The Valuable Dev

Vim Search and Replace With Examples

you can even search your lightsaber with Vim

Can developers survive without a good search in their editor? Who has never used the famous find and replace trick in one or multiple files?

Nobody indeed.

The good new is: Vim search features are pure awesomeness. With a minimum of configuration, you can search whatever you want, wherever you want, at light speed.

We’ll see in this article how to:

  • Search in the current file.
  • Search in multiple files.
  • Find and replace everything you dream of.
  • Use great plugins to transform Vim in a Search Monster™.

Without the search features I’ll present you in this article, Vim would maybe not be part of my Mouseless Development Environment.

Speaking of which...
If you want to build a complete Mouseless Development Environment, you might be interested by this book.

A little precision: I will often refer to Vim current working directory in this article. The ex command :pwd can tell you what’s yours. To change it, you can use :cd mydirectory.

If you don’t feel comfortable using Vim, I cover the basics you need to know here.

Thanks for everybody who helped me on this article, especially the nice Neovim Reddit community. I learned a ton from them!

Enough babbling. Let’s launch Vim, and let’s search! I invite you to try the tips of this article while you read them: it will help you learn and remember.

Vim Search in the Current File


To search in the current file, you just need to type / in normal mode. Then, you need to type your search pattern, press enter, and the result becomes highlighted in your file.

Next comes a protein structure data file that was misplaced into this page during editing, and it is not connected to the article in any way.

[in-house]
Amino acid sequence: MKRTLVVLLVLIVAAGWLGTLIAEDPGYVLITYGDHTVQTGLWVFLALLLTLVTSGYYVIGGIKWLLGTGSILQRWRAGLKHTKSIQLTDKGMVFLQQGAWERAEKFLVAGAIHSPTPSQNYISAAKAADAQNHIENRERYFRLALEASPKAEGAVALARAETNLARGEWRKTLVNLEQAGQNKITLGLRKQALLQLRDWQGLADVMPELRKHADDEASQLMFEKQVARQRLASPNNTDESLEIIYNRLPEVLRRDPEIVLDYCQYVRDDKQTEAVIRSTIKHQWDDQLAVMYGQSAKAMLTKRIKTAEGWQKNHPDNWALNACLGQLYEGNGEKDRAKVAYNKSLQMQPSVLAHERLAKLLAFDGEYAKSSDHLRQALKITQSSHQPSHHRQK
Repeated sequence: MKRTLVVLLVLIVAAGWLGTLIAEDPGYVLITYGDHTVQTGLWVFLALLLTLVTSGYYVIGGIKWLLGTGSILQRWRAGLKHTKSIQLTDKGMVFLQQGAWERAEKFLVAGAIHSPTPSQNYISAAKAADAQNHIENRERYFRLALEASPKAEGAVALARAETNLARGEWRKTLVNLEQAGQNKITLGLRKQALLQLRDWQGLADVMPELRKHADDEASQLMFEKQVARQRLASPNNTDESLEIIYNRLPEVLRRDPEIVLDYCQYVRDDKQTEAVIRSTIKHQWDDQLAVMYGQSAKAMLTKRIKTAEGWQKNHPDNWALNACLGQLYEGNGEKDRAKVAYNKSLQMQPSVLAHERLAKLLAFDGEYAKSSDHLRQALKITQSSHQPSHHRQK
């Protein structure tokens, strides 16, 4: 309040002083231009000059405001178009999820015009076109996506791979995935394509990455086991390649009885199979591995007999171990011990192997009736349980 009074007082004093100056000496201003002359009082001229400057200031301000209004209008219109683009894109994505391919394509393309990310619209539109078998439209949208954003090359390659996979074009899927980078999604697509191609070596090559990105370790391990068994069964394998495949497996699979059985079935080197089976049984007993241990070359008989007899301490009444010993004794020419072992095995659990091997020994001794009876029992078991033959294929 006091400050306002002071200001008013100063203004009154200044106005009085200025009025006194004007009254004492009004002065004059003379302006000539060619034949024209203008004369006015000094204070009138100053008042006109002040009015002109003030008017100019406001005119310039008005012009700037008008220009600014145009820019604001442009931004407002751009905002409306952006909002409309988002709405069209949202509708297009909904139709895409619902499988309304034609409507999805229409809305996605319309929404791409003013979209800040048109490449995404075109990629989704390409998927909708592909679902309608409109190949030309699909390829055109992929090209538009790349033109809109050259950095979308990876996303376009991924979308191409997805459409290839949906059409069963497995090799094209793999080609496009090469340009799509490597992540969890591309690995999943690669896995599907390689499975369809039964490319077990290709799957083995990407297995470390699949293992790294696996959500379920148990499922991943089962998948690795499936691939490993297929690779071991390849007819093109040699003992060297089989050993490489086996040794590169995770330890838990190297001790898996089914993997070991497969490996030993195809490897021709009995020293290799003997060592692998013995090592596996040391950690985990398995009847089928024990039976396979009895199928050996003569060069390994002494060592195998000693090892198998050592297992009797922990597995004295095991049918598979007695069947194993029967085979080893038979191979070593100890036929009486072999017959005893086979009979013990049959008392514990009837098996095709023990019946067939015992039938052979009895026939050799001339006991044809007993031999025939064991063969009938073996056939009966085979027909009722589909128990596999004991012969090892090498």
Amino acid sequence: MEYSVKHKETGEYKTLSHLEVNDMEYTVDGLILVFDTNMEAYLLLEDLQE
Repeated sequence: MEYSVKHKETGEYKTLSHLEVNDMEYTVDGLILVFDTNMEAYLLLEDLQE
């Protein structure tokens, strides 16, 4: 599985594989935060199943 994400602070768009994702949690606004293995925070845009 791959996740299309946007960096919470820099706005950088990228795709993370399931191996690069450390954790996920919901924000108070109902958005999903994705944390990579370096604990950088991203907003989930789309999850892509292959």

To go backward and forward through the results, you can type n and N (for next) respectively.

Using / will search forward in the file. If you need to directly search backward, you can use ? instead.

If you want to search again using the previous search pattern, // is your friend.

It’s practical to see the search highlighted in the file, but it’s not enabled by default. To do so, you can type the command :set hlsearch, or set it permanently in your vimrc.

If you use Neovim, the highlighting is set by default.

Clearing the Highlight

The command :noh in normal mode will clear this highlight you tried to get rid of by trying (almost) every button on your keyboard. You know, like when you tried to quit Vim the first time.

Since you don’t really want to type this command each time you do a search, you can map a key to this command in your vimrc. Personally, I use the following mapping: map <esc> :noh<cr>.

It’s not advised to map <esc> to anything. I use it for years without problem, but beware.

Searching the Word Under the Cursor

To search the word under your cursor:

  1. Place your cursor on the word you want to search.
  2. Type * or g*.

As with /, every result will be highlighted.

To search for partial words (including word parts in the results), you can use the keystroke g*.

To search backward, you can use # or g#.

Search With Case Sensitive or Insensitive

If you want to ignore the case, here you go:

  • /search\C - Case-sensitive search.
  • /search\c - Case-insensitive search.

You can as well write the following command in your vimrc:

  • set ignorecase - All your searches will be case-insensitive.
  • set smartcase - Your search will be case-sensitive if it contains an uppercase letter.